Tag Archives: Missouri

Metro Quarterly Establishments, Employment & Earnings by Industry

.. data, tools and methods to analyze metro business  patterns and trends .. the most current and comprehensive measures of business activity by county, metro and higher level geography are provided by the Establishments, Employment & Earnings (EEE) database. Use the resources described here to analyze establishments, employment and wages by metro for the most recent quarter and over-the-year change — by quarter 2013 through 2015.  Updated quarterly, the 2016Q1 data become available September 7, 2016. See the related Web section for more details.

These metro by metro EEE datasets are  closely integrated with the metros Situation & Outlook reports. Click a CBSA code in the “Code” column in that table then select related section 6.6. to access/download quarterly data for a metro.

Where Does America Make Things?
The graphic below shows percent employment in the manufacturing sector (employment in the private manufacturing sector as a percent of total private sector employment by county). This view illustrates how the EEE data can be used to develop insights.  Click graphic for larger view providing more detail. Use the GIS tools to analyze similar patterns for any industry. Interpreting this map graphic and alternative data resources … join us in a Data Analytics Lab session where we discuss making and interpreting this map view and alternatives.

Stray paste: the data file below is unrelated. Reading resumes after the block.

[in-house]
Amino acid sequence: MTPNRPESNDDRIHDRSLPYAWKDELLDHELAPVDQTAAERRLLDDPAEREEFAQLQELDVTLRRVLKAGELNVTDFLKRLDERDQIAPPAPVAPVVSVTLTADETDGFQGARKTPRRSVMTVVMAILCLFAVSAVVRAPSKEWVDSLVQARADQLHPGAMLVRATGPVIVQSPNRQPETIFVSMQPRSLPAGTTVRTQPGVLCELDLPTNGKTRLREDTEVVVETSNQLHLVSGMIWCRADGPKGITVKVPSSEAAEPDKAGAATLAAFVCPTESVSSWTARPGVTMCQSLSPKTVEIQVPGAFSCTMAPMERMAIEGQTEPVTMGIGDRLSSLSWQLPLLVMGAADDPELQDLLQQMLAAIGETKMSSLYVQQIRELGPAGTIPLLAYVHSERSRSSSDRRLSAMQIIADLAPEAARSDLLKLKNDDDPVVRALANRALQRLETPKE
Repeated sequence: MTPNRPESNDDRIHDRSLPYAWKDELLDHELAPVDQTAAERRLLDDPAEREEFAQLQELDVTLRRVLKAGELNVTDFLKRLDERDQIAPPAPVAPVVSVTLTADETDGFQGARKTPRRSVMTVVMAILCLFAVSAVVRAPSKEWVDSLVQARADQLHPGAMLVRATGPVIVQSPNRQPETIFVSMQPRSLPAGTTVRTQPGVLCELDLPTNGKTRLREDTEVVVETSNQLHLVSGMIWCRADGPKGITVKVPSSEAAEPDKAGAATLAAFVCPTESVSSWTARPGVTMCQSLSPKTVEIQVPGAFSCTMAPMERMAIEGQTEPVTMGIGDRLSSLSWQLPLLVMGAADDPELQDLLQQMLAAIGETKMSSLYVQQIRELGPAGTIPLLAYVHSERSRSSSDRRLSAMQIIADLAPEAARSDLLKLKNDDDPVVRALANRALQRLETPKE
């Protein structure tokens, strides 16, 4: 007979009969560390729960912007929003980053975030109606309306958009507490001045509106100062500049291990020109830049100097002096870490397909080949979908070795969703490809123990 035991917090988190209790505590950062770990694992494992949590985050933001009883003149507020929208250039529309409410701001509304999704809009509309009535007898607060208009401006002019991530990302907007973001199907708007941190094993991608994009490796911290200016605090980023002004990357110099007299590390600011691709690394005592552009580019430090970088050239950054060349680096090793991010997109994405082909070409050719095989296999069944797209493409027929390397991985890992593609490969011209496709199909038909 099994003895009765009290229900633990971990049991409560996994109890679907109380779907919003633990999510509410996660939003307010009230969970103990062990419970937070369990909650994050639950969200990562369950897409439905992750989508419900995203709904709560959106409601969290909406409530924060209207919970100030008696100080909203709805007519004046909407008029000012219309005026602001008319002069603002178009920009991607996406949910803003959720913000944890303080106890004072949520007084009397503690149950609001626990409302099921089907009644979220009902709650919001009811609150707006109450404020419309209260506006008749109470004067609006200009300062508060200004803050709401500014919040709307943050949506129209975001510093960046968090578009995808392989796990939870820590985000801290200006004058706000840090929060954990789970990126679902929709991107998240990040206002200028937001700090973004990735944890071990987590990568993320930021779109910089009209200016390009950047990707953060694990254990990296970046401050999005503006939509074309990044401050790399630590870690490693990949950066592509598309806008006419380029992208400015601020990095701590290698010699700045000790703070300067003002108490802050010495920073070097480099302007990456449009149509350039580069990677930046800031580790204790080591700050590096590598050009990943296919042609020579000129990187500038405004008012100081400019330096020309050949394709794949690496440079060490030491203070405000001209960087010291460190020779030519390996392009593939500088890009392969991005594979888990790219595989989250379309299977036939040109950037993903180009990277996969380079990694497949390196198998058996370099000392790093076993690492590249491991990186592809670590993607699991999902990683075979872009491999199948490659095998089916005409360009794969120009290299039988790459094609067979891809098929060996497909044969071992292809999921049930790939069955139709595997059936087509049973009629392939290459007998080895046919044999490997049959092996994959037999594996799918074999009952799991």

– view developed with ProximityOne CV XE GIS and related GIS project.

Two Key Data Resources
1) Use the interactive table in the Web section to example total establishments, employment and wages for any selected MSA and/or in comparison with other MSAs.

2) Download metro quarterly Establishments, Employment & Earnings (EEE) by type of business data. Click a quarterly download link in Section 6.6 for a selected metro (see above note) and download the full 6-digit NAICS detail data for any/all quarters starting with 2013Q1 (CSV structure). These files provide 6-digit NAICS type of business code detail and included columns for :
for the most recent quarter ..
• establishments
• 1st, 2nd, and 3rd month employment
• total wages and average weekly wages
• establishments location quotient
• 1st, 2nd, and 3rd month employment location quotient
• wages and average weekly wages location quotient
for over-the-year change (previous year, same quarter ..
• establishments
• 1st, 2nd, and 3rd month employment